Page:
Tuesday, December 15, 2015

23 Leading Events Professionals Reveal The Most Important Ingredient Going Into a Successful Event

23 Leading Events Professionals Reveal The Most Important Ingredient Going Into a Successful Event: " “Event process that creates participants rather than passive attendees. People learn, remember, and  benefit best through engagement and connection, not sitting and listening.” "

'via Blog this'

Sunday, July 26, 2015

Pre MPI WEC 2015

Will Meeting Professionals International's World Education Conference in San Francisco blow its attendees away this August?  I hope so!

I am looking forward to the networking events and great education that the conference offers but I am hesitant because participatory style "un-conferences" and Event Camps were great innovative experiences that delivered amazing ROI. 

Because of the large draw of a conference like MPI WEC 2015 the potential networking and education should be spectacular.  Unfortunately, that is not always the case with large education and networking oriented industry affairs.

I will be reporting on my experience starting now, pre-conference.

The registration and hotel booking experience have been less than ideal.  Expensive hotels with very few ammenities  included .

I still need to go through my schedule.  A more clearly posted complete schedule would be handy.

Tuesday, December 04, 2012

Interviewing: Countering Implicit Associations

"...when corrected for variables like age and gender and weight, an inch of height is worth $789 a year in salary."  Malcolm Gladwell (Blink)

For those that interview and those that are seeking to do well in the interview process it is very important to understand implicit cultural biases and how to counteract their effects.

When you meet someone there are implicit associations that both parties make without being consciously aware.  When within moments of meeting someone are even seeing them on TV we believe someone is good looking, smart, experienced or nice our brain is making these decisions without us thinking through the actual qualifications.



You might not be tall, you may not be white, you may not be male but you can be exactly what the company wants.  Find out how they want you to dress, style your hair, etc.  Usually asking is the easiest way to find out but if that fails to deliver you a specific response find out how your superiors will be dressing and base your outfit, hairstyle, etc. on that research.


Nothing can sink a job interview quite as fast as language.  Do you understand the lingo?  Is your tone, diction and choice of words professional?  Mimic the style of language being used on the phone with you during phone interviews.


You will not be able to change a person's implicit reaction to your height, color or sex in an interview.  But, what you can do is point out your winning qualities in very clear detail.  You can document your achievements and make sure that you gather testimony of your experience.  By providing documented evidence you put the onus of merit in the mix.  Can your competition match your merits?  Very often they can not.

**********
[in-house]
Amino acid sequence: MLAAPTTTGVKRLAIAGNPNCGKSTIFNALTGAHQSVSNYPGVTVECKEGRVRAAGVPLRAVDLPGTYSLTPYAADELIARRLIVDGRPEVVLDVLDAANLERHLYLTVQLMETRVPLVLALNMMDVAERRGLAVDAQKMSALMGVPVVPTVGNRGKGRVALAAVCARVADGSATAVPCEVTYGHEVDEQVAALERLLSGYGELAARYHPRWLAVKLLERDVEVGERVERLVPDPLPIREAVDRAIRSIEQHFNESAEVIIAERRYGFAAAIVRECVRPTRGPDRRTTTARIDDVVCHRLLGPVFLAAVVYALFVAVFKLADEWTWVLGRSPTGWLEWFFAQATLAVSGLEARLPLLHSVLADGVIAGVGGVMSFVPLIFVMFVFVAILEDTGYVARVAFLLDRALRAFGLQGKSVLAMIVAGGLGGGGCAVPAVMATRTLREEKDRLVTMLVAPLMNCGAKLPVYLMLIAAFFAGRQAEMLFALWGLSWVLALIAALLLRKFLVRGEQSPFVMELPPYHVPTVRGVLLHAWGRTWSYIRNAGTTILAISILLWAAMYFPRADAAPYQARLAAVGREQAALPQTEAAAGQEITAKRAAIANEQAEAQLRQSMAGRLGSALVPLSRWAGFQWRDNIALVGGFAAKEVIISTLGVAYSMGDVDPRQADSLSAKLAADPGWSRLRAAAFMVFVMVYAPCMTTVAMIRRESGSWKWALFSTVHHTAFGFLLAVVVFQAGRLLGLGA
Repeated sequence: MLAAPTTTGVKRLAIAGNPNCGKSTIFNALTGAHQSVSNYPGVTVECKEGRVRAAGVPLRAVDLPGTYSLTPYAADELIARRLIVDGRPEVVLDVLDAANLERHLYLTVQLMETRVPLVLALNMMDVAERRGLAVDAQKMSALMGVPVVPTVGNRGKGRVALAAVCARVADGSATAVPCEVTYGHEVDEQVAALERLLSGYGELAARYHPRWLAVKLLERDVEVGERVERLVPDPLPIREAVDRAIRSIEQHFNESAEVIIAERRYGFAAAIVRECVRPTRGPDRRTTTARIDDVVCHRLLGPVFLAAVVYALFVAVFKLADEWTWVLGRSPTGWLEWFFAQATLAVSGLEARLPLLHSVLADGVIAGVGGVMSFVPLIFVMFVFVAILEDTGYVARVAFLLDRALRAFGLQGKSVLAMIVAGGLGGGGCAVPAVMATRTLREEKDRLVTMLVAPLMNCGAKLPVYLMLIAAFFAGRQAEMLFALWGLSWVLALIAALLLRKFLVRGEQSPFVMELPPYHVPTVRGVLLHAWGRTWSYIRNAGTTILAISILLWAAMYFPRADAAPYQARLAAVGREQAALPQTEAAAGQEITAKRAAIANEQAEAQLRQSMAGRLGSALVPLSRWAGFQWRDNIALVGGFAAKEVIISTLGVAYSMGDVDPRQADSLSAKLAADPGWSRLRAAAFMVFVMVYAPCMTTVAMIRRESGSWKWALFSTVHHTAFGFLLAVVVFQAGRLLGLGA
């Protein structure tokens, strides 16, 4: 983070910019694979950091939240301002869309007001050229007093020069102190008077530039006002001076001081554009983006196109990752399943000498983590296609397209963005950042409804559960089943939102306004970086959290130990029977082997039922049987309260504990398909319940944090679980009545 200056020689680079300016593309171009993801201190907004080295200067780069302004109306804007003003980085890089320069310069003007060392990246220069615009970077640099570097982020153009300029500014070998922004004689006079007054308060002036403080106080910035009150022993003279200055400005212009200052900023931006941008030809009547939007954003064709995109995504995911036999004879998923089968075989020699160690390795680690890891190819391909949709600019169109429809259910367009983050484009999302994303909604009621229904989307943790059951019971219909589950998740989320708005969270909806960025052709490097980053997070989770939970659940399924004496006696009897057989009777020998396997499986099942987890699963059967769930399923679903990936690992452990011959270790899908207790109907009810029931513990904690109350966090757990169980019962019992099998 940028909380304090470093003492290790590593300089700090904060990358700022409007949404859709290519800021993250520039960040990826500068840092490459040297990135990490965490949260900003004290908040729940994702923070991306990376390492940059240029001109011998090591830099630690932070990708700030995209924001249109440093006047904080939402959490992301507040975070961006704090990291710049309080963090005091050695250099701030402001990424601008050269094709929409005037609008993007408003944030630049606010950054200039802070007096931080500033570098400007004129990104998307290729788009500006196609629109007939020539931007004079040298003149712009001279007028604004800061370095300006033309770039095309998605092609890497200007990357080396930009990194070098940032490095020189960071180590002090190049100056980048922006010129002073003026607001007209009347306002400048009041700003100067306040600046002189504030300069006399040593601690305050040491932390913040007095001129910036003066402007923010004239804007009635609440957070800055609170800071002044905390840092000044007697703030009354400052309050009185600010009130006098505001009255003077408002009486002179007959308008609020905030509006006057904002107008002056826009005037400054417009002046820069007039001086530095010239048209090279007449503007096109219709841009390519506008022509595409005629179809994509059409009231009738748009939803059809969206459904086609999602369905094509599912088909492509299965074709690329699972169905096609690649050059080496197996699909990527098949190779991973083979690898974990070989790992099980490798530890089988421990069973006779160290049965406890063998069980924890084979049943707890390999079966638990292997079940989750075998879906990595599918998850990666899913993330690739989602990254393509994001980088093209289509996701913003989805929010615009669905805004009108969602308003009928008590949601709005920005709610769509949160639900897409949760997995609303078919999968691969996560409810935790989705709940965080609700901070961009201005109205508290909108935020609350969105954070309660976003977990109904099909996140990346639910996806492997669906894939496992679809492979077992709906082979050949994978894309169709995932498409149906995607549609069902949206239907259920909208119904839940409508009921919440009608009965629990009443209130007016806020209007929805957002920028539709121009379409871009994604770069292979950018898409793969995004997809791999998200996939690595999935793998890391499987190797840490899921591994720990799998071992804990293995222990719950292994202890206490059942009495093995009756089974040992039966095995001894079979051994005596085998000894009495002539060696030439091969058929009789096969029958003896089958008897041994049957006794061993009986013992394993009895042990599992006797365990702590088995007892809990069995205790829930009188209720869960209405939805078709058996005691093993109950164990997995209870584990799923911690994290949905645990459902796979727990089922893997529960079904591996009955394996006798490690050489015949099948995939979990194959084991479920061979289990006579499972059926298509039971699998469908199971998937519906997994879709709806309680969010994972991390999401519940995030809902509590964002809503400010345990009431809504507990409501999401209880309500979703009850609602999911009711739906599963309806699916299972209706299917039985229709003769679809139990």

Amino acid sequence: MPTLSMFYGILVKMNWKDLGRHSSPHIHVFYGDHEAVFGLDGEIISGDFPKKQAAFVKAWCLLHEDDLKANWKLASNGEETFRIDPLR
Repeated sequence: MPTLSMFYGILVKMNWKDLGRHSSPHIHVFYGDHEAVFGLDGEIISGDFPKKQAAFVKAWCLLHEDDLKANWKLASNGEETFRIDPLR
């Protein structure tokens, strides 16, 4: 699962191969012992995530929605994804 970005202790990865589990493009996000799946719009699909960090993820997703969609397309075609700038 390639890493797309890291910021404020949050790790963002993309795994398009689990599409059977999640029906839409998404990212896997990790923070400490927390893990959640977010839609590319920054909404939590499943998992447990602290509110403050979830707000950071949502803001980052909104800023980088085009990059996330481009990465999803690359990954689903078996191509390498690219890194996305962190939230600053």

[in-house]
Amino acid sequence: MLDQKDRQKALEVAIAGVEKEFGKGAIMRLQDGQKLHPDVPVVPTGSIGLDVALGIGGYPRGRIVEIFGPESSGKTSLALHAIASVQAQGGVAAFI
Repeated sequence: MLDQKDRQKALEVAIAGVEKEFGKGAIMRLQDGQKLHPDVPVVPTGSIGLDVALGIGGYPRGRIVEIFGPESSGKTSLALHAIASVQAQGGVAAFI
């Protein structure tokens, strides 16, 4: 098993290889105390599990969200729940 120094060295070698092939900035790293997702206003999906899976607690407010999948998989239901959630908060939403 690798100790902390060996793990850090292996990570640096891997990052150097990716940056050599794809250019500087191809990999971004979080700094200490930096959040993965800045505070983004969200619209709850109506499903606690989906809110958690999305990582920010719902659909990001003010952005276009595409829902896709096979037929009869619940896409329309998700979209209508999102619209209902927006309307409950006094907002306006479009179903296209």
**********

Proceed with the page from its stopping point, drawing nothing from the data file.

If you are taller, whiter or more male than your counterparts, statistically you have a better chance of landing your desired job.  That is great if you are male, white and tall.  It is really disadvantageous if you are not white, not tall and also happen to be female.  Fortunately, whether intuitively or through study, most professional folks know this.  In minority communities it could be called the "twice as good" policy.  Whether you are discussing Obama's ascendency to the Presidency or Charlotte Whitton who was the first female mayor of a major city in Canada you will find mention of these candidates having to be twice as good as their white or male counterparts.

Charlotte Whitton said "Whatever women do they must do twice as well as men to be thought half as good. Luckily, this is not difficult." I don't think every woman would agree with Charlotte about the lack of difficulty.  It is tough both mentally and physically to feel that you must hold yourself up to a higher standard due to your outward appearance.  The only way to change people's opinions is to expose them to difference.  So fit in to get in and then broaden people's minds one moment at a time!

This post is inspired by the book 'blink' by Malcolm Gladwell.  It got me thinking about the interview training that I have done with students at A. Philip Randolph Campus High School with the non-profit SBI College and Career Preparatory Institute.

Friday, September 21, 2012

Saying “No” to Make a Profit

The customer is always right and saying no is a sure fire way to end your business success.  So saying “no” creatively is a vital skill and it is crucial to closing deals and increasing sales.